cover image Counternarratives


John Keene. New Directions, $24.95 (320p) ISBN 978-0-8112-2434-5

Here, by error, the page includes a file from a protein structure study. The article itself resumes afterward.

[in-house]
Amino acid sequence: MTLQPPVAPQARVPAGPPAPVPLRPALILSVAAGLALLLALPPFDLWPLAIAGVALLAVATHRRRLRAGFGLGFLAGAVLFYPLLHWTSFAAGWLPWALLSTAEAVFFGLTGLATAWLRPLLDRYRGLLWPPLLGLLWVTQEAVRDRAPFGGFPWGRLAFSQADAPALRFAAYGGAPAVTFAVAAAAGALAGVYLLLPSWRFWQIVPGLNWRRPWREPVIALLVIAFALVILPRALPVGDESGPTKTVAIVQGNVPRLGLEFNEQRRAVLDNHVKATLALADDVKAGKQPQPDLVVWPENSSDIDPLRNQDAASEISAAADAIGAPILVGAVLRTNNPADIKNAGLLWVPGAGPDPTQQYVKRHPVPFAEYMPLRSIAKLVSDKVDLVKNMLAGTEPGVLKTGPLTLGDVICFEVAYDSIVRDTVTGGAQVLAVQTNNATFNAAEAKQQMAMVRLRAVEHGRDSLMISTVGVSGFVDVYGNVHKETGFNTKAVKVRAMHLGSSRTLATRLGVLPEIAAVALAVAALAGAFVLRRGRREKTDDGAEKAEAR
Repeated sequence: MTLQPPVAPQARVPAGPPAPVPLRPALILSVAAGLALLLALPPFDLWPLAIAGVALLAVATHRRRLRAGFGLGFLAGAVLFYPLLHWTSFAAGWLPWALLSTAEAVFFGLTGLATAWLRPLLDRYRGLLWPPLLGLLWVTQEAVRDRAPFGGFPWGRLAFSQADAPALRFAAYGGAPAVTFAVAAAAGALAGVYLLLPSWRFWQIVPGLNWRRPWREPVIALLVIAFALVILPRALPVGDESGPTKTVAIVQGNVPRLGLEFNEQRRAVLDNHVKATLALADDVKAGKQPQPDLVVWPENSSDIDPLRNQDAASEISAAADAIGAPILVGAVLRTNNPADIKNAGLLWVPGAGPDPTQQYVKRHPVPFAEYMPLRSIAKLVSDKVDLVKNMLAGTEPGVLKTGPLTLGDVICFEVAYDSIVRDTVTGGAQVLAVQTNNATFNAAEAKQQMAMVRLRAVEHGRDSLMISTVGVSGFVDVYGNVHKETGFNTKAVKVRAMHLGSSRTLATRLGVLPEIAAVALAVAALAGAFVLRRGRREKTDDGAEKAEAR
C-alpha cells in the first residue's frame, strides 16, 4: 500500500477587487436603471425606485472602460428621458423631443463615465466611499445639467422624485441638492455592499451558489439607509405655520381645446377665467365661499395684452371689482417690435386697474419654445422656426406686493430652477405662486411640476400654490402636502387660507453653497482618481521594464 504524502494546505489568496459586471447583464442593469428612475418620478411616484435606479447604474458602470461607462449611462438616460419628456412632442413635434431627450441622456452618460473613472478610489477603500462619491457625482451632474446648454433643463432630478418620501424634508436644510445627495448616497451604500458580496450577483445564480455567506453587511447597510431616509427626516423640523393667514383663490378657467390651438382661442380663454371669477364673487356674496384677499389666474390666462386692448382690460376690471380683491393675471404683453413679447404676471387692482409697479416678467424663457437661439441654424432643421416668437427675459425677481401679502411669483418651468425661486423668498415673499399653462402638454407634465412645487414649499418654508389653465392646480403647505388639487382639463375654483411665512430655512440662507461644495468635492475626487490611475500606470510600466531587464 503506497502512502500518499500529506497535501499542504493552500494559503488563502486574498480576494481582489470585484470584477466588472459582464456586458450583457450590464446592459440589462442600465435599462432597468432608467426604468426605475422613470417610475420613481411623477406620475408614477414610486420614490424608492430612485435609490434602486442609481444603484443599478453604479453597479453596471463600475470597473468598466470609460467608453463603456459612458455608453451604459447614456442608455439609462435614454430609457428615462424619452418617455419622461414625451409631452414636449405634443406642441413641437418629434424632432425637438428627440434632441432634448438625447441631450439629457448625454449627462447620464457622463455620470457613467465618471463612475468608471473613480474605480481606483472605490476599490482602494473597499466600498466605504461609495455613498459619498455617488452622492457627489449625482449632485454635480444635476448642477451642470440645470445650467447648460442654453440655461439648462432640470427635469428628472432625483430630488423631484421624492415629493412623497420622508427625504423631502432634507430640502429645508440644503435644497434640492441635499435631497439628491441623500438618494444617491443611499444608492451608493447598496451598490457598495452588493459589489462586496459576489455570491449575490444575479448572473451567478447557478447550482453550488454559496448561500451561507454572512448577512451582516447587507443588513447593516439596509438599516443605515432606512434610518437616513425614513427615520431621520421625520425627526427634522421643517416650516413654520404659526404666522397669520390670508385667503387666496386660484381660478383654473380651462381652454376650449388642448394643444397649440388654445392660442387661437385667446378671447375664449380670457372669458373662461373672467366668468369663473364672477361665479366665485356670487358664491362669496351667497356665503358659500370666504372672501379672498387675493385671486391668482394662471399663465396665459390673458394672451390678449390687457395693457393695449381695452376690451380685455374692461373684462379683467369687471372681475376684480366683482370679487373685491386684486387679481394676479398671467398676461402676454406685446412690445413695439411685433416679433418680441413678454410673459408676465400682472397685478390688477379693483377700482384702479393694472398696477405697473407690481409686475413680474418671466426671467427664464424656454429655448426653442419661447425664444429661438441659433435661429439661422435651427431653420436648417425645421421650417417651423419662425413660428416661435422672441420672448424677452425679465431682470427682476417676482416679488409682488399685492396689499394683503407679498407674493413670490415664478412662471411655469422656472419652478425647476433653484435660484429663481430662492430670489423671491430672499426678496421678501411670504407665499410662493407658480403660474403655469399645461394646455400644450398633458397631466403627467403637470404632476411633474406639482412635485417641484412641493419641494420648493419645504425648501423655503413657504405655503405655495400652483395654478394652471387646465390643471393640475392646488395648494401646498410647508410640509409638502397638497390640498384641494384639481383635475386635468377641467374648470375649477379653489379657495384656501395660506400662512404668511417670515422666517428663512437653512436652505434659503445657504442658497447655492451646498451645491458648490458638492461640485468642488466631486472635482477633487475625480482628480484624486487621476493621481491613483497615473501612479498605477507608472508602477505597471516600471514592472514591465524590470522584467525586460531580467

In his latest, Keene (Annotations) offers a collection of complex, genre-defying stories, focusing primarily on the range and variety of the black experience. Unrolling chronologically across three sections%E2%80%94the first set in earlier eras, such as 17th-century Brazil and revolutionary America; the second set mostly in mid-19th- to early-20th-century America; and the third in modern-day Africa%E2%80%94these stories interrogate the meanings of identity, agency, duty, and freedom within each period. Keene not only references an impressive range of facts, but also subverts them. Some stories draw on the counternarrative tradition in magical realism, as when slaves use magical powers to attain freedom in "A Letter on the Trials of the Counterreformation in New Lisbon" and in the particularly unforgettable revenge fantasy "Gloss, or the Strange History of Our Lady of the Sorrows." Other stories disrupt form as well as content, as in the experimental "Persons and Places," in which Du Bois and Santayana narrate side by side, and in "Cold," which intersperses Bob Cole's final breakdown with Cole's own lyrics. At their best, the stories are suspenseful, thought provoking, mystical, and haunting. Keene's confident writing doesn't aim for easy description or evaluation; it approaches (and defies) literature on its own terms. [em](May) [/em]